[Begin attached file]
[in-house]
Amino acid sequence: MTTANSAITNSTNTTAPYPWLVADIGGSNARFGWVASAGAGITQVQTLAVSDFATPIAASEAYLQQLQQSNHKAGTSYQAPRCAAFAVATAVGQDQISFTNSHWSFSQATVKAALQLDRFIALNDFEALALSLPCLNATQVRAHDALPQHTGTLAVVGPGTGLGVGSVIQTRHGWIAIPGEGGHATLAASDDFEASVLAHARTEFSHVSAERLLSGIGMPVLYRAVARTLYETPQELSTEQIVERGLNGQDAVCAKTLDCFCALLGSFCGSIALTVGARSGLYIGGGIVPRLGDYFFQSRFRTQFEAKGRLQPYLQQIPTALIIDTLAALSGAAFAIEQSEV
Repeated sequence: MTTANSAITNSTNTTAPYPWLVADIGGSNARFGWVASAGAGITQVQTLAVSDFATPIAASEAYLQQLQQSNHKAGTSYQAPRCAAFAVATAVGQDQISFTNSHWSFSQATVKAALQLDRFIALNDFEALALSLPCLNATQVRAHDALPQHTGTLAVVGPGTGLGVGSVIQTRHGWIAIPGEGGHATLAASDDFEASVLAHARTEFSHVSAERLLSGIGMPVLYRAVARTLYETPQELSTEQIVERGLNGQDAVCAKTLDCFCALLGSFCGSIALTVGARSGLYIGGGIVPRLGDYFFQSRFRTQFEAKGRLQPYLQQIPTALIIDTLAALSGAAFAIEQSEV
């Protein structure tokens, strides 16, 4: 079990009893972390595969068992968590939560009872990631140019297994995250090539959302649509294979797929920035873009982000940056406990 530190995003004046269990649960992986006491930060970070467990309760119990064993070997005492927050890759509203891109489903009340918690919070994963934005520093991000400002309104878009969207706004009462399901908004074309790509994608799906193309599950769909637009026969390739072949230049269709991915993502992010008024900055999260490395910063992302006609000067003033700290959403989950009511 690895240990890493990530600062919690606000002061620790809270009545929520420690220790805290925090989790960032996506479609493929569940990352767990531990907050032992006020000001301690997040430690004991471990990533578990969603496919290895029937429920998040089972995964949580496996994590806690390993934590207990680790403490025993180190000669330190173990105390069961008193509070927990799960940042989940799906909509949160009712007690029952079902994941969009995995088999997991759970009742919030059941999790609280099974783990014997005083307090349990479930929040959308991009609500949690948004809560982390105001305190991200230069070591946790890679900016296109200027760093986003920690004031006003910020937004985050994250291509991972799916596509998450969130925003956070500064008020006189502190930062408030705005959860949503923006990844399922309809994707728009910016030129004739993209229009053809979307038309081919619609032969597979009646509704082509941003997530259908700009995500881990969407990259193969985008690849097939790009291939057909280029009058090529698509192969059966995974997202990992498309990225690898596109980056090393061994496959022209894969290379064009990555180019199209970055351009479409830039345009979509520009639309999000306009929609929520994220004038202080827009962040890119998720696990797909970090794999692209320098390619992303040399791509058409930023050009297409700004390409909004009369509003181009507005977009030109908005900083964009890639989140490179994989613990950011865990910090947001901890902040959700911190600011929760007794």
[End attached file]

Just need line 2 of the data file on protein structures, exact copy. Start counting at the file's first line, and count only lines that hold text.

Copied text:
Amino acid sequence: MTTANSAITNSTNTTAPYPWLVADIGGSNARFGWVASAGAGITQVQTLAVSDFATPIAASEAYLQQLQQSNHKAGTSYQAPRCAAFAVATAVGQDQISFTNSHWSFSQATVKAALQLDRFIALNDFEALALSLPCLNATQVRAHDALPQHTGTLAVVGPGTGLGVGSVIQTRHGWIAIPGEGGHATLAASDDFEASVLAHARTEFSHVSAERLLSGIGMPVLYRAVARTLYETPQELSTEQIVERGLNGQDAVCAKTLDCFCALLGSFCGSIALTVGARSGLYIGGGIVPRLGDYFFQSRFRTQFEAKGRLQPYLQQIPTALIIDTLAALSGAAFAIEQSEV